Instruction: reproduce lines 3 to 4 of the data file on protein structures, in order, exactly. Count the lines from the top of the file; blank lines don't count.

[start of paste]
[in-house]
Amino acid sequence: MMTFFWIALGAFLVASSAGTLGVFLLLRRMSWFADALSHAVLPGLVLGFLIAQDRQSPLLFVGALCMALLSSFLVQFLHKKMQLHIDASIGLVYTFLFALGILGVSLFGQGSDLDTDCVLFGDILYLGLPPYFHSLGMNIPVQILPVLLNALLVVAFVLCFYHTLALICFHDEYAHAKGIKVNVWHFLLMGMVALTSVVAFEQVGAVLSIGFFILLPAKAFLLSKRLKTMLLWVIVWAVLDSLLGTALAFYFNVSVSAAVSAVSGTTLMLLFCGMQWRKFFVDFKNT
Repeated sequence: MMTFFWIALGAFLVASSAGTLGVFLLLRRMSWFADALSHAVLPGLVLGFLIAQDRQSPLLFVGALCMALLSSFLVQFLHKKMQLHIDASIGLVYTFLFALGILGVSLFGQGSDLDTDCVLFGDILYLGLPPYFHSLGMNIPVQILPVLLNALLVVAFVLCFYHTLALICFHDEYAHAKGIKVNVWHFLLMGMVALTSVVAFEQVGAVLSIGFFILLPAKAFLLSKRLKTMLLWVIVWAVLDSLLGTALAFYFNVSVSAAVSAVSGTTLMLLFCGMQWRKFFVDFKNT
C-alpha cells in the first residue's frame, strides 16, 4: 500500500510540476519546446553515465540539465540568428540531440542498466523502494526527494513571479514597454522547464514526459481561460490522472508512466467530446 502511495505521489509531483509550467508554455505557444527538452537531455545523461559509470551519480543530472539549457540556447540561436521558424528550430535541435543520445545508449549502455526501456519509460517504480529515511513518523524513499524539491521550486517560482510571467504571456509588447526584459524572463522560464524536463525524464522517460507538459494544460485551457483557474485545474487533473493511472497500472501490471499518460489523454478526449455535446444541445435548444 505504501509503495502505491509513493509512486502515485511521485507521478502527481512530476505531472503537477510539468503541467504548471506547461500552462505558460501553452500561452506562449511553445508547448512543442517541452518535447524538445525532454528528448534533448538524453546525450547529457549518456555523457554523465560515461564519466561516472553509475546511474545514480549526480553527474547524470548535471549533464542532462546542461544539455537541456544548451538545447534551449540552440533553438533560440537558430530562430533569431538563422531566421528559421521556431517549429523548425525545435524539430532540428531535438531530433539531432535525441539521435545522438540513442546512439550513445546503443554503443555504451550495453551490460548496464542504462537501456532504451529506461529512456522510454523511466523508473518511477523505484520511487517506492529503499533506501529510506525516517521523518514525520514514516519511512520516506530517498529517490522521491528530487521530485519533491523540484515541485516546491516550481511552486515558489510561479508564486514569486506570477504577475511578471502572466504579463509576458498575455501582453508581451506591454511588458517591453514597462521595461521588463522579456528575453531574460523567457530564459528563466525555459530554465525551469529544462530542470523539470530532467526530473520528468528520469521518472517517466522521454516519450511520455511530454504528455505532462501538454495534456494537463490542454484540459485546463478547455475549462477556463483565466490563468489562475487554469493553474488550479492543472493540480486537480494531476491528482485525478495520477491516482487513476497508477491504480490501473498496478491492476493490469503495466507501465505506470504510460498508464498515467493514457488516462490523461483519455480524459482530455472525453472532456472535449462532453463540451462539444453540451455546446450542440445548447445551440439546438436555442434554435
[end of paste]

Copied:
Repeated sequence: MMTFFWIALGAFLVASSAGTLGVFLLLRRMSWFADALSHAVLPGLVLGFLIAQDRQSPLLFVGALCMALLSSFLVQFLHKKMQLHIDASIGLVYTFLFALGILGVSLFGQGSDLDTDCVLFGDILYLGLPPYFHSLGMNIPVQILPVLLNALLVVAFVLCFYHTLALICFHDEYAHAKGIKVNVWHFLLMGMVALTSVVAFEQVGAVLSIGFFILLPAKAFLLSKRLKTMLLWVIVWAVLDSLLGTALAFYFNVSVSAAVSAVSGTTLMLLFCGMQWRKFFVDFKNT
C-alpha cells in the first residue's frame, strides 16, 4: 500500500510540476519546446553515465540539465540568428540531440542498466523502494526527494513571479514597454522547464514526459481561460490522472508512466467530446 502511495505521489509531483509550467508554455505557444527538452537531455545523461559509470551519480543530472539549457540556447540561436521558424528550430535541435543520445545508449549502455526501456519509460517504480529515511513518523524513499524539491521550486517560482510571467504571456509588447526584459524572463522560464524536463525524464522517460507538459494544460485551457483557474485545474487533473493511472497500472501490471499518460489523454478526449455535446444541445435548444 505504501509503495502505491509513493509512486502515485511521485507521478502527481512530476505531472503537477510539468503541467504548471506547461500552462505558460501553452500561452506562449511553445508547448512543442517541452518535447524538445525532454528528448534533448538524453546525450547529457549518456555523457554523465560515461564519466561516472553509475546511474545514480549526480553527474547524470548535471549533464542532462546542461544539455537541456544548451538545447534551449540552440533553438533560440537558430530562430533569431538563422531566421528559421521556431517549429523548425525545435524539430532540428531535438531530433539531432535525441539521435545522438540513442546512439550513445546503443554503443555504451550495453551490460548496464542504462537501456532504451529506461529512456522510454523511466523508473518511477523505484520511487517506492529503499533506501529510506525516517521523518514525520514514516519511512520516506530517498529517490522521491528530487521530485519533491523540484515541485516546491516550481511552486515558489510561479508564486514569486506570477504577475511578471502572466504579463509576458498575455501582453508581451506591454511588458517591453514597462521595461521588463522579456528575453531574460523567457530564459528563466525555459530554465525551469529544462530542470523539470530532467526530473520528468528520469521518472517517466522521454516519450511520455511530454504528455505532462501538454495534456494537463490542454484540459485546463478547455475549462477556463483565466490563468489562475487554469493553474488550479492543472493540480486537480494531476491528482485525478495520477491516482487513476497508477491504480490501473498496478491492476493490469503495466507501465505506470504510460498508464498515467493514457488516462490523461483519455480524459482530455472525453472532456472535449462532453463540451462539444453540451455546446450542440445548447445551440439546438436555442434554435